No other plant in the vegetable garden tends to get neglected more than rhubarb. It is probably because Rhubarb is a long term resident of its own particular part of the patch! Familiarity breeds contempt. But, Rhubarb can actually be grown properly!
It is often acquired from a previous owner, and left untended for years - other than the sudden burst of attention it gets by way of cutting in the spring and early summer.
Rhubarb is one of the few perennial vegetables, and as such will give you years of succulent stems (yes really) with just a little attention each year. We say this, because it is often one of the most neglected plants to be grown in the vegetable garden.
Rhubarb is one of the first vegetable that can be harvested each year. It emerges after even the severest of winters, even going unnoticed until it has past its best! Then it has a rather sharper taste, and gets neglected even further.
By convention, Rhubarb is normally grown somewhere in the vegetable area, but it can also be grown in other areas such as borders and beds. It is not demanding of sun or shade, good or bad soil - though it does best in a well drained fertile soil! Its main preference is not to be grown in waterlogged areas.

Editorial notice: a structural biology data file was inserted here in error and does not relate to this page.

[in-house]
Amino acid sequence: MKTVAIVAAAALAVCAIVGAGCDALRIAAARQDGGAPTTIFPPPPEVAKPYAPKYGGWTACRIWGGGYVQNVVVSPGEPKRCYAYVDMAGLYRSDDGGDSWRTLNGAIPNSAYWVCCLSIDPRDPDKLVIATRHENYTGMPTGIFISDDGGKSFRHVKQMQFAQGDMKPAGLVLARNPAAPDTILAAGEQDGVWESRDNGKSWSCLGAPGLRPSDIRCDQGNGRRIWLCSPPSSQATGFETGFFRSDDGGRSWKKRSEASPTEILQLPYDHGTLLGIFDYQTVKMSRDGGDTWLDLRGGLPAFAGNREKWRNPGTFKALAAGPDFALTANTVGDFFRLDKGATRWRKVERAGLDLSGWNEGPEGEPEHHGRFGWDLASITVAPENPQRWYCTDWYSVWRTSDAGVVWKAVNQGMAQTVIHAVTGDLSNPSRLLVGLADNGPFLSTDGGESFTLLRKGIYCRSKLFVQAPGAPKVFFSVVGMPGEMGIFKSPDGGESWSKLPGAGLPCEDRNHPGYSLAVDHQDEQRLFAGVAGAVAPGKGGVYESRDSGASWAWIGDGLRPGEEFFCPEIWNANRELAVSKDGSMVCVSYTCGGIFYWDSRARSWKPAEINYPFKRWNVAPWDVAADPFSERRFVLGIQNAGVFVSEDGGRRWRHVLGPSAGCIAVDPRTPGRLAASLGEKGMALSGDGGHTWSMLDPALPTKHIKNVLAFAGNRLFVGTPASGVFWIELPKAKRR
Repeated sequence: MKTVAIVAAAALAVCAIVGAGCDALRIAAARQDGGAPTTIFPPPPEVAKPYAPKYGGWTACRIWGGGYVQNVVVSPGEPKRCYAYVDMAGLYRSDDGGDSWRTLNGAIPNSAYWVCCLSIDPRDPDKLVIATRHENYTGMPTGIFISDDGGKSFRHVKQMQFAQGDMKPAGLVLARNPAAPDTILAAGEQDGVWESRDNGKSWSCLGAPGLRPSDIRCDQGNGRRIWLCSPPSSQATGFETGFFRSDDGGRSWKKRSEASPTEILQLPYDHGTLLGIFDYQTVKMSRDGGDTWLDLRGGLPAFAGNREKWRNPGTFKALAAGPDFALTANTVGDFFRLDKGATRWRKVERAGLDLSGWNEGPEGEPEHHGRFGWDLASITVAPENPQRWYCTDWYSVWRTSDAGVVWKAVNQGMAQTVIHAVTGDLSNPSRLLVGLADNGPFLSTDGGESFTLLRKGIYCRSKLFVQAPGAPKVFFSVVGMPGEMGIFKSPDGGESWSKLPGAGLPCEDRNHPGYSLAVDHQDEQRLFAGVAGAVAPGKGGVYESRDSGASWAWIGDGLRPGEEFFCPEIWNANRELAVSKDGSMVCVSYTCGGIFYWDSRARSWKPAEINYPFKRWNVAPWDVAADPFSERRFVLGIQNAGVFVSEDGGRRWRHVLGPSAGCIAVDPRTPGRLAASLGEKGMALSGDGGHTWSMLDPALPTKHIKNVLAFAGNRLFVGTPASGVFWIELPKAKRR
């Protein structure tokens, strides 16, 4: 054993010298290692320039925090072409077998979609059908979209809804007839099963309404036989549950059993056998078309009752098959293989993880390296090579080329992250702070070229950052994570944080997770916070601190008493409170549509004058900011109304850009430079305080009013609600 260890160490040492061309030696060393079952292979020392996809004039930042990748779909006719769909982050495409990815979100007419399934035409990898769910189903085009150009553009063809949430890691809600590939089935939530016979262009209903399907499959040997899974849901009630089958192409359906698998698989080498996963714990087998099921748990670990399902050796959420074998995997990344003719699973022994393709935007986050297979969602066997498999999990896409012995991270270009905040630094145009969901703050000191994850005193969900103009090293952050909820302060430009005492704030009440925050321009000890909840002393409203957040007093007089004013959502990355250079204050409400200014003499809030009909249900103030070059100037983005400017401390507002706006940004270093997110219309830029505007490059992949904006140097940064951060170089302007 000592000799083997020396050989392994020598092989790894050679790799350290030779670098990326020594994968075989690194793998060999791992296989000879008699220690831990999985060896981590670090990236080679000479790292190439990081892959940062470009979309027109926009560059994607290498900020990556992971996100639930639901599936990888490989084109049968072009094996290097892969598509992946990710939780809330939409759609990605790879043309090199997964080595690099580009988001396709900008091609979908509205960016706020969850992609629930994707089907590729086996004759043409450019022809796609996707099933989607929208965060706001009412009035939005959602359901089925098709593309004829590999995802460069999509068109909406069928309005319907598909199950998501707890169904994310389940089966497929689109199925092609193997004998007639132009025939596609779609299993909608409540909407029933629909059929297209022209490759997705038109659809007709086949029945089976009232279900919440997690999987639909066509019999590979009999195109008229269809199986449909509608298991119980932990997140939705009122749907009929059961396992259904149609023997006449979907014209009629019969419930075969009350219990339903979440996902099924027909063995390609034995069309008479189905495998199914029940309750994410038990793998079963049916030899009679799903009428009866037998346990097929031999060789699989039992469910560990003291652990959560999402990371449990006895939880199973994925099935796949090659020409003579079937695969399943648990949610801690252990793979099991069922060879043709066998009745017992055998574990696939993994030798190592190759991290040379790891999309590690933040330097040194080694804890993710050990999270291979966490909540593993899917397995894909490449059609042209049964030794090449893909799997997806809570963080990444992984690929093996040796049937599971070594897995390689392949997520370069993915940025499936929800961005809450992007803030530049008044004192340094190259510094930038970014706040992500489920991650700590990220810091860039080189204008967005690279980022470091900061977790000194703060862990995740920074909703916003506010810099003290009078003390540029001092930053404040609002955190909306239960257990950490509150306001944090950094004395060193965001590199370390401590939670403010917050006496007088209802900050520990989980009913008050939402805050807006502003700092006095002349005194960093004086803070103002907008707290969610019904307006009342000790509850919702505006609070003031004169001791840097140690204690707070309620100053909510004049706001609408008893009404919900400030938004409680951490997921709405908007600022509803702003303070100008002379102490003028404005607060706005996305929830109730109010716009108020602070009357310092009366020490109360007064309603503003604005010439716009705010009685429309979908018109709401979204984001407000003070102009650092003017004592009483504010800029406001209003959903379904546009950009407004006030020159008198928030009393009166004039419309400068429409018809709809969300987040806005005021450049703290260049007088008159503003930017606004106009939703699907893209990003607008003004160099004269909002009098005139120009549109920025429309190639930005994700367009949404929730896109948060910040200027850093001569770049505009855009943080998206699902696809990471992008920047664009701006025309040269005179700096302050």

Rhubarb can be grown from seed, and this may be the best option if you are trying to get a specific variety - of which there are several. Other than that, they are best grown from root cuttings. In this case a root cutting is simply a lump cut off with a spade or sharp knife in mid autumn whilst dormant.
Plant the crown of the root cutting just below soil level.
It is a good idea to have prepared the area first with some compost, and also ensure that there are no weeds in the area as it is a perennial and will be staying where planted for several years. For most families a couple of clumps is more than enough, but a single clump normally suffices.
Mulch a couple of times in the year to keep the soil fertility level up. This is best done after harvesting in the spring, then again in autumn before the winter sets in. Water the crowns well if needed during the summer months.
Rhubarb plants have a slightly attractive flower, but this is best removed as soon the stalk begins to grow.
The plant will die down each autumn - a good time for the mulch. Not too deep, and not directly on top of the crown.
The rhubarb crowns will need to be divided every four to five years or so.
Each spring, cover the crown with a bottomless bucket or bin, and fill with straw. This will exclude the light and give a little warmth which will allow harvesting a few weeks earlier than normal. Alternatively a bucket ‘with’ a bottom can be used if you are not bothered about getting some early stems.
The stems should be pulled off rather than cut. Stop harvesting by the middle of summer to allow the plant to build up strength ready for the following year. You will probably stop harvesting then because the stems become less succulent and a little bitter to taste.
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